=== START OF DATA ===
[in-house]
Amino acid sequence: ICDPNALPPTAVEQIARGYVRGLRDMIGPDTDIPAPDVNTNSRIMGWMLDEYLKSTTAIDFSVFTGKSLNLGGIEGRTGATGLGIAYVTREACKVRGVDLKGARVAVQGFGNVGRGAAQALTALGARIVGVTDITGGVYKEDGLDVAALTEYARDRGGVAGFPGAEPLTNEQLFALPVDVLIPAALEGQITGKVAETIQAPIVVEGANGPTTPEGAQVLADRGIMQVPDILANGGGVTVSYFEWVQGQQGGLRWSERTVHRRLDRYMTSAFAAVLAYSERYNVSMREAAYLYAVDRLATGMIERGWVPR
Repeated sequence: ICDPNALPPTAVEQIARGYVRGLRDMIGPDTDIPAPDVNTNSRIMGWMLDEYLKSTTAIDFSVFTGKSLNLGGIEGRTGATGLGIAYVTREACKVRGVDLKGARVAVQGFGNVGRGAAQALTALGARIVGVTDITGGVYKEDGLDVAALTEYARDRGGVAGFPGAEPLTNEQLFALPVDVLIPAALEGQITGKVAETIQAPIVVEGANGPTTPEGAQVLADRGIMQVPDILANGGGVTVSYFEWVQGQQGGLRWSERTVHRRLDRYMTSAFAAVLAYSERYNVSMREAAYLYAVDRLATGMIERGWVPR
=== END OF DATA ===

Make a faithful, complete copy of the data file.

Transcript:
[in-house]
Amino acid sequence: ICDPNALPPTAVEQIARGYVRGLRDMIGPDTDIPAPDVNTNSRIMGWMLDEYLKSTTAIDFSVFTGKSLNLGGIEGRTGATGLGIAYVTREACKVRGVDLKGARVAVQGFGNVGRGAAQALTALGARIVGVTDITGGVYKEDGLDVAALTEYARDRGGVAGFPGAEPLTNEQLFALPVDVLIPAALEGQITGKVAETIQAPIVVEGANGPTTPEGAQVLADRGIMQVPDILANGGGVTVSYFEWVQGQQGGLRWSERTVHRRLDRYMTSAFAAVLAYSERYNVSMREAAYLYAVDRLATGMIERGWVPR
Repeated sequence: ICDPNALPPTAVEQIARGYVRGLRDMIGPDTDIPAPDVNTNSRIMGWMLDEYLKSTTAIDFSVFTGKSLNLGGIEGRTGATGLGIAYVTREACKVRGVDLKGARVAVQGFGNVGRGAAQALTALGARIVGVTDITGGVYKEDGLDVAALTEYARDRGGVAGFPGAEPLTNEQLFALPVDVLIPAALEGQITGKVAETIQAPIVVEGANGPTTPEGAQVLADRGIMQVPDILANGGGVTVSYFEWVQGQQGGLRWSERTVHRRLDRYMTSAFAAVLAYSERYNVSMREAAYLYAVDRLATGMIERGWVPR